Language in the Dialogue of Justice: Framing and Analysis of Recent Sex Offender Legislative Debates in Parliament
Mrs Natalie Goodwin1
1Bond University, Robina, Australia
As a diverse class of criminal, sex offenders have emerged as a genre of offender that the public requires particular protection from, resulting in a raft of legislative responses in the last few years. Within this context, fear and disgust have become intrinsic in legitimizing the measures created to keep community safe. However, the recent legislative responses, while they appear to be effective and might appease community concern, satisfy the elements of crime control theatre. Crime control theatre describes lawful legal actions like legislation that has the appearance of attending to crime issues and the impression of action, however, the results merely placate the public and can be ineffectual. The ubiquitous disgust for most individuals who sexually offend against children can produce legislative responses that serve the function of crime control theatre. This paper investigates the role of crime control theatre in the context of parliamentary debates concerning the legislation of child sex offences. An analysis of the legislative discourse of parliamentary members in both federal parliament and at a state level was undertaken. Publicly available registers in Western Australia as well as mandatory sentencing and the ban on overseas travel and the rescinding of passports in federal parliament were all analysed. This study used QSR NVIVO 12 with the main themes in the discussions coded and presented through word trees, maps, and models. Many of the justifications for the legislation are statistically unsupported, essentialise the offender, contain emblematic outliers, and isolated serious cases. Results suggest that the constellation of emotive language is a considerable force impelling the legislation which results in laws that are offered to the public as a defense against sex offenders. Unfortunately, many legislative responses do not achieve all their intended purposes, and while many of these responses might be intuitively appealing to the community, they are inherently problematic and inconsistent with empirical research.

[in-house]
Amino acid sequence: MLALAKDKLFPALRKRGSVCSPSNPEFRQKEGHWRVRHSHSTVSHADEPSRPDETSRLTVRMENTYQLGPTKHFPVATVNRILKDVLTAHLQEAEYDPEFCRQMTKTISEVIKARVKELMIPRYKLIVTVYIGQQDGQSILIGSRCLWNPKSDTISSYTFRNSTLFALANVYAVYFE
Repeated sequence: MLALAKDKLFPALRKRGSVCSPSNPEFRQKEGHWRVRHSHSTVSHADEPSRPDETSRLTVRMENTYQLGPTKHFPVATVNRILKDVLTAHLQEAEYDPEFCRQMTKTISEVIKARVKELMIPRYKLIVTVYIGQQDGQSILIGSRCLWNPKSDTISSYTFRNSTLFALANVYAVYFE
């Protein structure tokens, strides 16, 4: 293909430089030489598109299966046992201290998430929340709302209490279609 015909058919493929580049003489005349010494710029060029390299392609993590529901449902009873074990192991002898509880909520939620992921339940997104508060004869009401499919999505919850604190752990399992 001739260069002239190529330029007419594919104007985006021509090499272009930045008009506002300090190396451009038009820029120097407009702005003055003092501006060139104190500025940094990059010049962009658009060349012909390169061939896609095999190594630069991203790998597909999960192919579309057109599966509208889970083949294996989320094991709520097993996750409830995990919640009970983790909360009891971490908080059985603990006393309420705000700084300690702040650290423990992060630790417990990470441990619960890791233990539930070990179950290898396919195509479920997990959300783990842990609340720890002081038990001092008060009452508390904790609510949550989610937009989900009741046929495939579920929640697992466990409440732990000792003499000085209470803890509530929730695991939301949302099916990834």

Bio to come